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Dissertation/Thesis Abstract

The use of simulation in causal analysis of sentinel events in healthcare
by Davis, James E., Ed.D., University of Pennsylvania, 2016, 205; 10245907
Abstract (Summary)

Annually, over 200,000 people suffer injury or death due to preventable medical errors. Unintentional medical errors continue to be a problem despite repeated attempts within health care to reduce sentinel events. High Fidelity Medical Simulation (HFMS) provides a realistic, computer generated patient care environment. Simulation has been used successfully to educate and train healthcare providers. Little research has examined how simulation could contribute to the investigation of causal analysis of sentinel events in healthcare. This dissertation addresses the question: How can medical simulation play a role in the understanding of sentinel events in healthcare? Three sentinel event cases were identified and investigated using typical morbidity and mortality (M&MC) methods. Ten contributing factors averaging 3.33 (2–5) were found in each sentinel event through traditional debriefing. Nineteen additional contributing factors were identified through simulation averaging 6.3 (4–7) additional contributing factors. Simulation provided a 65.5% increase in causal factors of sentinel events compared to traditional debriefing. In addition, there were an additional fifty-eight points of learning that were identified through the simulations and debriefings. This research concludes that the use of simulation can increase the understanding of contributing factors to sentinel events in healthcare.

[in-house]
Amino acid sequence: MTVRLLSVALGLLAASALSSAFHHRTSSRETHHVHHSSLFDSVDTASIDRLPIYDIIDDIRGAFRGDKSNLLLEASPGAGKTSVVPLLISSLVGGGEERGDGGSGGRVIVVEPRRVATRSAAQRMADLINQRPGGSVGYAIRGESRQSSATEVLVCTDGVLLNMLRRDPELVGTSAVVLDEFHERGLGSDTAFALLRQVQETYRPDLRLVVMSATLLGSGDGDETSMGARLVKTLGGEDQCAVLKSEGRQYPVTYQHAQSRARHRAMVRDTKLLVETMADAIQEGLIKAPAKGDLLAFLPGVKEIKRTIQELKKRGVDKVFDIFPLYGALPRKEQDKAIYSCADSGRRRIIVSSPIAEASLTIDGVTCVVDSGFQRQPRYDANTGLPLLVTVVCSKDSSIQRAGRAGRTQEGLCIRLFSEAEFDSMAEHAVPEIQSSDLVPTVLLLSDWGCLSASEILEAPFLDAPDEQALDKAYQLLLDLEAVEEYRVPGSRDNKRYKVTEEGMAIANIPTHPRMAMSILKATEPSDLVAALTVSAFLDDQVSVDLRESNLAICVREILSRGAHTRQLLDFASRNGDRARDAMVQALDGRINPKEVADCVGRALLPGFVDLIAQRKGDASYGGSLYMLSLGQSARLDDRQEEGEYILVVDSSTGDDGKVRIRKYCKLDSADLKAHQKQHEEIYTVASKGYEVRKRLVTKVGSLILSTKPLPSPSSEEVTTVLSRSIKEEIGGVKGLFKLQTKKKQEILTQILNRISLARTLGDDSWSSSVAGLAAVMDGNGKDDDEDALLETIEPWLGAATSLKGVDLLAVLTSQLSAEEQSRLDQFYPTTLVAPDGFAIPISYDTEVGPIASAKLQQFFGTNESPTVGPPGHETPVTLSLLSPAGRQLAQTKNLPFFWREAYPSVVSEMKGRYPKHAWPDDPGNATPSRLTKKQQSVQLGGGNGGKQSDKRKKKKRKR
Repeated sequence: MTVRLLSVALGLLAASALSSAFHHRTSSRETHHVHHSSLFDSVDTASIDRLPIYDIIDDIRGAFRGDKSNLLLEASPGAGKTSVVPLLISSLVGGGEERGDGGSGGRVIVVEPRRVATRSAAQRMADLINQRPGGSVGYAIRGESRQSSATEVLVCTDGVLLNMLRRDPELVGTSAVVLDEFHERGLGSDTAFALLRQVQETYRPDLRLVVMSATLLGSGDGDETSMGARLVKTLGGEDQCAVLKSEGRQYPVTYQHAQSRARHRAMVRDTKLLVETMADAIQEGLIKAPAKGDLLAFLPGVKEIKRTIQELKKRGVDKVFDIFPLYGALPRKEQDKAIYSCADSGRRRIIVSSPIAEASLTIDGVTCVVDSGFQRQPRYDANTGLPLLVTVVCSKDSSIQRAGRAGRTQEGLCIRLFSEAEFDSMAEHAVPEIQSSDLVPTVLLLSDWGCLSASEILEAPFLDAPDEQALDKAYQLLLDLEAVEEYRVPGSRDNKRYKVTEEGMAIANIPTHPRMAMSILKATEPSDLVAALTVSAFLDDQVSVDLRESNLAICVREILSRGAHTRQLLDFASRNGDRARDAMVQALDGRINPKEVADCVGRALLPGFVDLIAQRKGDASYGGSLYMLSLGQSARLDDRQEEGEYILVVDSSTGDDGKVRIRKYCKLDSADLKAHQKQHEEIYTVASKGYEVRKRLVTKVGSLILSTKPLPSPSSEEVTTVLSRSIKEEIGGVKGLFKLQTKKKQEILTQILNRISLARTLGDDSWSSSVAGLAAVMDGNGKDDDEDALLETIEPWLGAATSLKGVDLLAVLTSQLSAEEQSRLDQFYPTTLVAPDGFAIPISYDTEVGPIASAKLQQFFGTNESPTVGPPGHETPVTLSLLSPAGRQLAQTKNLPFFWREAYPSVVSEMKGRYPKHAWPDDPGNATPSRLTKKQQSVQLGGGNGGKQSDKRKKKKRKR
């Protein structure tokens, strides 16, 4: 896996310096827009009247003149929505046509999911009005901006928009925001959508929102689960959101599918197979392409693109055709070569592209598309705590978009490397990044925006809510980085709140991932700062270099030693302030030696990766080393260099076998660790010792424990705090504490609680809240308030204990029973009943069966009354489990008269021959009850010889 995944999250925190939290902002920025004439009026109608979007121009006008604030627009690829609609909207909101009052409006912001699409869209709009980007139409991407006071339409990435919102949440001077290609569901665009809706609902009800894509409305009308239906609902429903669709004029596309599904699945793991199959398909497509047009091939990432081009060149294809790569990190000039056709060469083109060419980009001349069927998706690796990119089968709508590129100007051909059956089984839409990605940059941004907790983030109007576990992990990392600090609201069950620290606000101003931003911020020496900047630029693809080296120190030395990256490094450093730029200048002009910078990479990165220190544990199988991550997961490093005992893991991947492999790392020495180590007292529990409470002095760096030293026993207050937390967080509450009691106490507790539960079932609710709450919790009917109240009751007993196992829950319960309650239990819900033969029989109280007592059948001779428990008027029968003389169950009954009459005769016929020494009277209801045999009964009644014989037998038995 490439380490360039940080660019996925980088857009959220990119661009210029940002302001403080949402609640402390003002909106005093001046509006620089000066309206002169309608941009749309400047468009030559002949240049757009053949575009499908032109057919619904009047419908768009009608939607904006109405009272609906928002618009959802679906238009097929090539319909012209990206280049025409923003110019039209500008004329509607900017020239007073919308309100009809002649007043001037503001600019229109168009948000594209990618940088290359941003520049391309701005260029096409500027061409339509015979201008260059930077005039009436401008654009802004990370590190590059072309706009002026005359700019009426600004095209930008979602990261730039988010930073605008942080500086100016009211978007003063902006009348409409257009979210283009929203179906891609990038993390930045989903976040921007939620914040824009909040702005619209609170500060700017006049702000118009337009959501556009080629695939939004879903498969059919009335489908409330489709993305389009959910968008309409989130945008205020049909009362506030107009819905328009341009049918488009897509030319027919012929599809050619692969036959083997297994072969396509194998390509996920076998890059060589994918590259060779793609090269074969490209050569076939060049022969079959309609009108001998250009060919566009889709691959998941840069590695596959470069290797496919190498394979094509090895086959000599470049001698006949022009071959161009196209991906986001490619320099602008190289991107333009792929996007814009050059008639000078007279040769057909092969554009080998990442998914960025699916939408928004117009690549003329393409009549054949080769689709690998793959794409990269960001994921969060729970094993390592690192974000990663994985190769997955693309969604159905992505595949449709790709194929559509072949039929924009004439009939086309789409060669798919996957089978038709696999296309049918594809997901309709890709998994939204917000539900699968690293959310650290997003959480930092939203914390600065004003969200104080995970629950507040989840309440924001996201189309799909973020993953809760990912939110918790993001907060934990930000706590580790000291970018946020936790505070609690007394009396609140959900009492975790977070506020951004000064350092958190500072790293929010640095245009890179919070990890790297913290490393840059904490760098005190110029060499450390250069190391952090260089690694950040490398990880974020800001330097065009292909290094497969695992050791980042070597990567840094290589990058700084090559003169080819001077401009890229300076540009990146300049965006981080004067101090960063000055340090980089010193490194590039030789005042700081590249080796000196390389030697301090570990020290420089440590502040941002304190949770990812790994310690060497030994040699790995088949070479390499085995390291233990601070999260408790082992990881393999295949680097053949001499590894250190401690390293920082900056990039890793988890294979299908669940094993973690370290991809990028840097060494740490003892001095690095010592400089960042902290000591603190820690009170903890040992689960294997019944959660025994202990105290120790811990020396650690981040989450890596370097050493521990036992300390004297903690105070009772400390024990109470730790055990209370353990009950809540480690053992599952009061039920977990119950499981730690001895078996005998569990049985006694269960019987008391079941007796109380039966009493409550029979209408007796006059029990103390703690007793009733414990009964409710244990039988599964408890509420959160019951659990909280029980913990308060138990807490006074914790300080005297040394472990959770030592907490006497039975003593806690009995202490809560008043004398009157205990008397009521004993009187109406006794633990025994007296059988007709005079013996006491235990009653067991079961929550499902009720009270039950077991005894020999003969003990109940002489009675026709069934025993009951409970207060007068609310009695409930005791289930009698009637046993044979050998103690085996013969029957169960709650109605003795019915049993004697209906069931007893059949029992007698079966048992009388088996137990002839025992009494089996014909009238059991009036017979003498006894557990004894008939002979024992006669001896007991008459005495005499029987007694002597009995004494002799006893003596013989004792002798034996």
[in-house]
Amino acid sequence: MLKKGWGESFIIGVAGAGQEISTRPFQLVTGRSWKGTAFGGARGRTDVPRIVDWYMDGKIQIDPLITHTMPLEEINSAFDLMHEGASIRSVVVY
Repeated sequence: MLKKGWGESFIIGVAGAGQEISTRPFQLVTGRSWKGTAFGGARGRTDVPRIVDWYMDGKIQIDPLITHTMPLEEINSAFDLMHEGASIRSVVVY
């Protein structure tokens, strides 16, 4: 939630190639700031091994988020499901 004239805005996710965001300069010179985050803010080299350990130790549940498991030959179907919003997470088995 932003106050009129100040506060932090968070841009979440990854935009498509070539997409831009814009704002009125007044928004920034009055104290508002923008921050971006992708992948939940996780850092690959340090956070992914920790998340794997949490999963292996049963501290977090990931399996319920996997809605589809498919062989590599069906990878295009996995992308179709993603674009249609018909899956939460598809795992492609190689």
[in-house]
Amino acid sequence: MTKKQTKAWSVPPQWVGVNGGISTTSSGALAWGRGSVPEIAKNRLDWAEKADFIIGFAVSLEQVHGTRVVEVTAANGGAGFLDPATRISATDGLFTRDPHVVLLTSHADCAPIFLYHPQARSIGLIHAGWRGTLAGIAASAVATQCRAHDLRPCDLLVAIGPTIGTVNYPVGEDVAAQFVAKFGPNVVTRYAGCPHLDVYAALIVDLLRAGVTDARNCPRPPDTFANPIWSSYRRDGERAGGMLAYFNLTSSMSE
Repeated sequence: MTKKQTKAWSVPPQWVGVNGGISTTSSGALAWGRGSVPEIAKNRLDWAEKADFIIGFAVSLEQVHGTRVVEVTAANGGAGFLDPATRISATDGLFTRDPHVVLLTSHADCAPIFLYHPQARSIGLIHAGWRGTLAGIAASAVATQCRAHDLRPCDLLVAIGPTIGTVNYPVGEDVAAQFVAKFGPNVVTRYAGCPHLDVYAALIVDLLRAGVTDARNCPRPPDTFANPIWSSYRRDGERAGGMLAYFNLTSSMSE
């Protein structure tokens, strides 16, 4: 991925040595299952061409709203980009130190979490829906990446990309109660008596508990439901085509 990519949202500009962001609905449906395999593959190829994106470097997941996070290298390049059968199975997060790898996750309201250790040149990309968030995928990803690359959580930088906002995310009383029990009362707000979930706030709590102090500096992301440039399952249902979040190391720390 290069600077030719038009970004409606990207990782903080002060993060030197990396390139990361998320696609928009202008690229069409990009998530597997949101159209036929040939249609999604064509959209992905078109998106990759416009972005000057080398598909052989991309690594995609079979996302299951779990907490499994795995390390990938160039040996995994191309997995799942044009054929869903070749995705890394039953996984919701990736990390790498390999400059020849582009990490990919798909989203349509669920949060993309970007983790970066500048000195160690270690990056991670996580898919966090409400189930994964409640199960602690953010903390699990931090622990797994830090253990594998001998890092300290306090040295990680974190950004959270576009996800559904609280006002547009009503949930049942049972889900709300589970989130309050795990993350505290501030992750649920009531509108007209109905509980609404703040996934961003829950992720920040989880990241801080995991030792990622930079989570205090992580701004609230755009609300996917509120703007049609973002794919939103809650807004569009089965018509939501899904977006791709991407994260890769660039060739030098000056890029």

Indexing (document details)
Advisor: Kaminstein, Dana
Commitee: Boyer, Donald, McKee, Annie, Ward, Peter
School: University of Pennsylvania
Department: Chief Learning Officer
School Location: United States -- Pennsylvania
Source: DAI-A 78/05(E), Dissertation Abstracts International
Subjects: Health education
Keywords: Causal analysis, Root cause, Sentinel event, Simulation
Publication Number: 10245907
ISBN: 978-1-369-46903-5
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